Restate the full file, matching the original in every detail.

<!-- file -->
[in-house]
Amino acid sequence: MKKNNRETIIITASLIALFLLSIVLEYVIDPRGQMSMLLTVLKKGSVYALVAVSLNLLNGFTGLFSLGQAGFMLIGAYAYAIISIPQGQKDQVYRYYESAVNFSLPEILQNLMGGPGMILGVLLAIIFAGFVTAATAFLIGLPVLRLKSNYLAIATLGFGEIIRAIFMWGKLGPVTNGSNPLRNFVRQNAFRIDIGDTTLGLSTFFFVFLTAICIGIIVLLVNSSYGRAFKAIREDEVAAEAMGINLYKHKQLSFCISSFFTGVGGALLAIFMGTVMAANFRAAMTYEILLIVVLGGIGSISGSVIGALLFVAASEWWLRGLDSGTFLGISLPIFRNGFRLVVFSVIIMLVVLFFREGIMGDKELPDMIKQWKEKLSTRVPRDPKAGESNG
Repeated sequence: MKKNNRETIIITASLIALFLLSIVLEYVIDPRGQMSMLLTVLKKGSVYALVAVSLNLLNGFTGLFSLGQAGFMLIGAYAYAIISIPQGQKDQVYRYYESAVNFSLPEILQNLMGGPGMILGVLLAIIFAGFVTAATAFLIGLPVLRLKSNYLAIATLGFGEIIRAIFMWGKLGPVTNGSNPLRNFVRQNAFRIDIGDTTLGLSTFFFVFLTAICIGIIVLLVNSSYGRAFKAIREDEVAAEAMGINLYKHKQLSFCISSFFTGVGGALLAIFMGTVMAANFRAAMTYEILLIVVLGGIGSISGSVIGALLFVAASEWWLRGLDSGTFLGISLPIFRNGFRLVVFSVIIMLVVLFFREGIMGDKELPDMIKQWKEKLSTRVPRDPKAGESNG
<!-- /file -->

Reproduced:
[in-house]
Amino acid sequence: MKKNNRETIIITASLIALFLLSIVLEYVIDPRGQMSMLLTVLKKGSVYALVAVSLNLLNGFTGLFSLGQAGFMLIGAYAYAIISIPQGQKDQVYRYYESAVNFSLPEILQNLMGGPGMILGVLLAIIFAGFVTAATAFLIGLPVLRLKSNYLAIATLGFGEIIRAIFMWGKLGPVTNGSNPLRNFVRQNAFRIDIGDTTLGLSTFFFVFLTAICIGIIVLLVNSSYGRAFKAIREDEVAAEAMGINLYKHKQLSFCISSFFTGVGGALLAIFMGTVMAANFRAAMTYEILLIVVLGGIGSISGSVIGALLFVAASEWWLRGLDSGTFLGISLPIFRNGFRLVVFSVIIMLVVLFFREGIMGDKELPDMIKQWKEKLSTRVPRDPKAGESNG
Repeated sequence: MKKNNRETIIITASLIALFLLSIVLEYVIDPRGQMSMLLTVLKKGSVYALVAVSLNLLNGFTGLFSLGQAGFMLIGAYAYAIISIPQGQKDQVYRYYESAVNFSLPEILQNLMGGPGMILGVLLAIIFAGFVTAATAFLIGLPVLRLKSNYLAIATLGFGEIIRAIFMWGKLGPVTNGSNPLRNFVRQNAFRIDIGDTTLGLSTFFFVFLTAICIGIIVLLVNSSYGRAFKAIREDEVAAEAMGINLYKHKQLSFCISSFFTGVGGALLAIFMGTVMAANFRAAMTYEILLIVVLGGIGSISGSVIGALLFVAASEWWLRGLDSGTFLGISLPIFRNGFRLVVFSVIIMLVVLFFREGIMGDKELPDMIKQWKEKLSTRVPRDPKAGESNG